Civic Communion: The Rhetoric of Community Building

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How does community arise in and exist through communication? Blending theory and case studies, Civic Communion looks at community-building in rural America and how civic-minded people come together through a variety of ways, such as hosting and attending festivals, addressing conflict, planning the community, and maintaining heritage museums. David E. Procter's insightful work reveals a specific and significant form of community 'talk' that serves to build and sustain community.
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Editorial Reviews

Great Plains Research
Procter's book is a perceptive contemporary account of rural community and rural community development processes in the Great Plains, with applicability beyond this region. Moreover, he has added a valuable tool to our kit of heuristic devices for facilitating community development processes.
James A. Anderson
Civic Communication is a pleasure to read. It represents a wealth of scholarship, but it is David Procter's unmistakable voice that brings to life the people and their performances as they enact the bonds and practices of civic communion. I find it inspirational and a call to the discipline to pursue this most fruitful line of contribution. Graduate students will benefit from the careful research, undergraduates from its life-expanding vision, and both from the deep sense of civic responsibility that it imparts.
Bud Goodall
Procter is a gifted ethnographer and rhetorician who makes highly productive use of those gifts to make sense of, and to story, the relational, symbolic, and communal aspects of building a shared sense of time, place, and meanings among rural people in the heartland. I highly recommend this book to anyone interested in the study of real people using everyday communication to create meaning in communities.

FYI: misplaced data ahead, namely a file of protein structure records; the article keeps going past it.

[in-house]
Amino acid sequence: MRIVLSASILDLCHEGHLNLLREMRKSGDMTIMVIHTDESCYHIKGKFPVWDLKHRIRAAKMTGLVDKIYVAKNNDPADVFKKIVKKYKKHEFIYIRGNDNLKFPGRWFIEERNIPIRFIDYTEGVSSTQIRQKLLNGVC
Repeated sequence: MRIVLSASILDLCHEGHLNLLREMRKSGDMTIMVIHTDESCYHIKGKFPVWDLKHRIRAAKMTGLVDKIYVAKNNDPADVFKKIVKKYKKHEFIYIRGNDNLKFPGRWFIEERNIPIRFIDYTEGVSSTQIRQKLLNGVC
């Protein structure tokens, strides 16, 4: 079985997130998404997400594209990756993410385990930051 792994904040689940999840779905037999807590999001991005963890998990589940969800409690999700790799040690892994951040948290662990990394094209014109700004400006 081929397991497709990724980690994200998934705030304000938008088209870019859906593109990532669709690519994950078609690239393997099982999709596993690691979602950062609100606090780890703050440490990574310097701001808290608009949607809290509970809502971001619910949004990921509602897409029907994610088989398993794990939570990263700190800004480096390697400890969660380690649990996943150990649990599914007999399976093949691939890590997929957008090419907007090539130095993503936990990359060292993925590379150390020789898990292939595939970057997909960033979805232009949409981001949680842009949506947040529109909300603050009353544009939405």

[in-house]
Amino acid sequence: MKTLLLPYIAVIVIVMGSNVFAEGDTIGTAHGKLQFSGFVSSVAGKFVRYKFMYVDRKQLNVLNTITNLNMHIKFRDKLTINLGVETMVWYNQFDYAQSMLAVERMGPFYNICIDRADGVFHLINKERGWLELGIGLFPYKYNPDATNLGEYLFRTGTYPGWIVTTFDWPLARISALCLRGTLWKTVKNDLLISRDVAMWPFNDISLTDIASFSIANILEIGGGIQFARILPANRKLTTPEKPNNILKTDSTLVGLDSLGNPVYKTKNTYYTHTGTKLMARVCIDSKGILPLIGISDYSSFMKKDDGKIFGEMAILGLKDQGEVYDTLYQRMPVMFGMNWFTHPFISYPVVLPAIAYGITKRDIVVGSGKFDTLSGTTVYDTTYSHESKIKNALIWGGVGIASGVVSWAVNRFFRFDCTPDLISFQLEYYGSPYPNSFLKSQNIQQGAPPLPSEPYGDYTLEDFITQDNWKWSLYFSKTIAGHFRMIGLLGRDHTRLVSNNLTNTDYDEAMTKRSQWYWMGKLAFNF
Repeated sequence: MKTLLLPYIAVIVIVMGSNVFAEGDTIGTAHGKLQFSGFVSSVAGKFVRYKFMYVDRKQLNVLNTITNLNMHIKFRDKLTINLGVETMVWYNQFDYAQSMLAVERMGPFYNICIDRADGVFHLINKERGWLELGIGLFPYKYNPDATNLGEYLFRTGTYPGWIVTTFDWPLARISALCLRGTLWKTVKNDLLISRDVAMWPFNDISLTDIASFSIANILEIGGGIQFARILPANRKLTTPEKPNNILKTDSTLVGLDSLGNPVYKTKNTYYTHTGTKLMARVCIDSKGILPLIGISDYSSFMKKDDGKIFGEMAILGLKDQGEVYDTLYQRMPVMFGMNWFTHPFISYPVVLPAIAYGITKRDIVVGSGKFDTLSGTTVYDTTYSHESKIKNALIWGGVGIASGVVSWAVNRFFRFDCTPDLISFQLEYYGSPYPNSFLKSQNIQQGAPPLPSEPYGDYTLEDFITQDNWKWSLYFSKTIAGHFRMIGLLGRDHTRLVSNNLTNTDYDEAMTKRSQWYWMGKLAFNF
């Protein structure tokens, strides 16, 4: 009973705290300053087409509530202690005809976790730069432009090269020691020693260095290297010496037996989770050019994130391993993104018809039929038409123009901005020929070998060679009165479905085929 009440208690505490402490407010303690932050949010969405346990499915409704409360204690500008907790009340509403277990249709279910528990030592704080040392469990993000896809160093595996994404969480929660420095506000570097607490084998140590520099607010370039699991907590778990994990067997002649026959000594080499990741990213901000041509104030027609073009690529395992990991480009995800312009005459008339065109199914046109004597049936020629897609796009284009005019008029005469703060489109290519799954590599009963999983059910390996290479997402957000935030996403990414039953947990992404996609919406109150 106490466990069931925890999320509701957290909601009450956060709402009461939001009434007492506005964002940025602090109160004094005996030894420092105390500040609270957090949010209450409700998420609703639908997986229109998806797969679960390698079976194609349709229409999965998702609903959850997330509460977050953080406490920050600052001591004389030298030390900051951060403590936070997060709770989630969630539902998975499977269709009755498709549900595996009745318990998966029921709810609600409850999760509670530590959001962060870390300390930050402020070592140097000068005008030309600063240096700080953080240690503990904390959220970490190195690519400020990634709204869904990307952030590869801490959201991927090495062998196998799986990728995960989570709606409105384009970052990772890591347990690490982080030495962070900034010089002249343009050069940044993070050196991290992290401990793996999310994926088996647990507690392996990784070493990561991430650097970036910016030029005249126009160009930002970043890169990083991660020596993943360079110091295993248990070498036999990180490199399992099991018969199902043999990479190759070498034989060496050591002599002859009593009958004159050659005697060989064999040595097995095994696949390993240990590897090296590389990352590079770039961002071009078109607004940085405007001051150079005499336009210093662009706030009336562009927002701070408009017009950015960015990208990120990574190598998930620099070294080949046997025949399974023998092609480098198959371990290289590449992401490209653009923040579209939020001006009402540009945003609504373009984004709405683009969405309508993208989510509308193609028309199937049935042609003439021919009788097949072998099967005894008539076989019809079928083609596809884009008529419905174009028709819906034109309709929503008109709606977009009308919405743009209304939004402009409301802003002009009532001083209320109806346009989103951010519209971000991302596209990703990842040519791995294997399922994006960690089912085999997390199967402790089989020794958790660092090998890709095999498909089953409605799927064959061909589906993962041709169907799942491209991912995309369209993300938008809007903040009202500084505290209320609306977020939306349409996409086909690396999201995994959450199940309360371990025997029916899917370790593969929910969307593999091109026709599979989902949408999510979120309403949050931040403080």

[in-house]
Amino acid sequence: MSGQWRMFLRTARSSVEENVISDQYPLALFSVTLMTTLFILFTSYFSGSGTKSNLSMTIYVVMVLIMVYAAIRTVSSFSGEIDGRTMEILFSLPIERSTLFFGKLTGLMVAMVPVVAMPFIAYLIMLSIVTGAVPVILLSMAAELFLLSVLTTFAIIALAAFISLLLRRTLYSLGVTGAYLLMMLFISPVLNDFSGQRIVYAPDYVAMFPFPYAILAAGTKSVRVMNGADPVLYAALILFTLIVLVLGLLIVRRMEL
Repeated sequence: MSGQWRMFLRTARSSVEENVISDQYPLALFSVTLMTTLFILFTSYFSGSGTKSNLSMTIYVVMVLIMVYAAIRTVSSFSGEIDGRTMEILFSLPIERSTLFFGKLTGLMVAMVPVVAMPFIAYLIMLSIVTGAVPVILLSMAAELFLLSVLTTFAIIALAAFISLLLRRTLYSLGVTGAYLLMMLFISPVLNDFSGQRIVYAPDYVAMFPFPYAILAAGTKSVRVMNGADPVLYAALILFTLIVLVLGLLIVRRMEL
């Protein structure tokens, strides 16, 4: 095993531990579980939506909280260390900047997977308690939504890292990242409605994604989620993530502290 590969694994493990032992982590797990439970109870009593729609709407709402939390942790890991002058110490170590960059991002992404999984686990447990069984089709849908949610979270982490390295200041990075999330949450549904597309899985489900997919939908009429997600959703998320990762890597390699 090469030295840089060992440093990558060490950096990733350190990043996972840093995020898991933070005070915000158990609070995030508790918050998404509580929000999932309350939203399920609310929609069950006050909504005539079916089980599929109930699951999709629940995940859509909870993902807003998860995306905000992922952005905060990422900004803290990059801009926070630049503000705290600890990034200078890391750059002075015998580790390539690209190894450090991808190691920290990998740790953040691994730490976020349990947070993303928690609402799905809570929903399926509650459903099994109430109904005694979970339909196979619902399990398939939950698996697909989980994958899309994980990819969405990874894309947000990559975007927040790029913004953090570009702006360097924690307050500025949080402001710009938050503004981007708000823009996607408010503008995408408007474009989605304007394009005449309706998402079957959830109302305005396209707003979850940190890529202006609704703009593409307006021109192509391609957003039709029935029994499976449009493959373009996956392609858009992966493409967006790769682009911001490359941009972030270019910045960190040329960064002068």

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Product Details

  • ISBN-13: 9780742537026
  • Publisher: The Rowman & Littlefield Publishing Group Inc
  • Publication date: 1/28/2005
  • Pages: 180
  • Product dimensions: 6.00 (w) x 9.00 (h) x 0.56 (d)

Meet the Author

David E. Procter is associate professor of speech communication and director of the Institute for Civic Discourse and Democracy at Kansas State University.
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Table of Contents

Chapter 1 Preface Chapter 2 Acknowledgments Part 3 Part I: Orientations and Beginnings Chapter 4 1. The Connection of Communication and Community Chapter 5 2. In Search of Rural Community Part 6 Part II: Civic Communion Case Studies Chapter 7 3. Performing Gender through Local Festival Chapter 8 4. Building Community through Strategic Planning Chapter 9 5. Constructing Community from Conflict Chapter 10 6. Exhibiting Collective Memory Chapter 11 7. Infusing "Spirit" into Community Building Part 12 Part III: Community-Building Lessons Chapter 13 8. Lessons Learned Chapter 14 Works Cited Chapter 15 Index Chapter 16 About the Author
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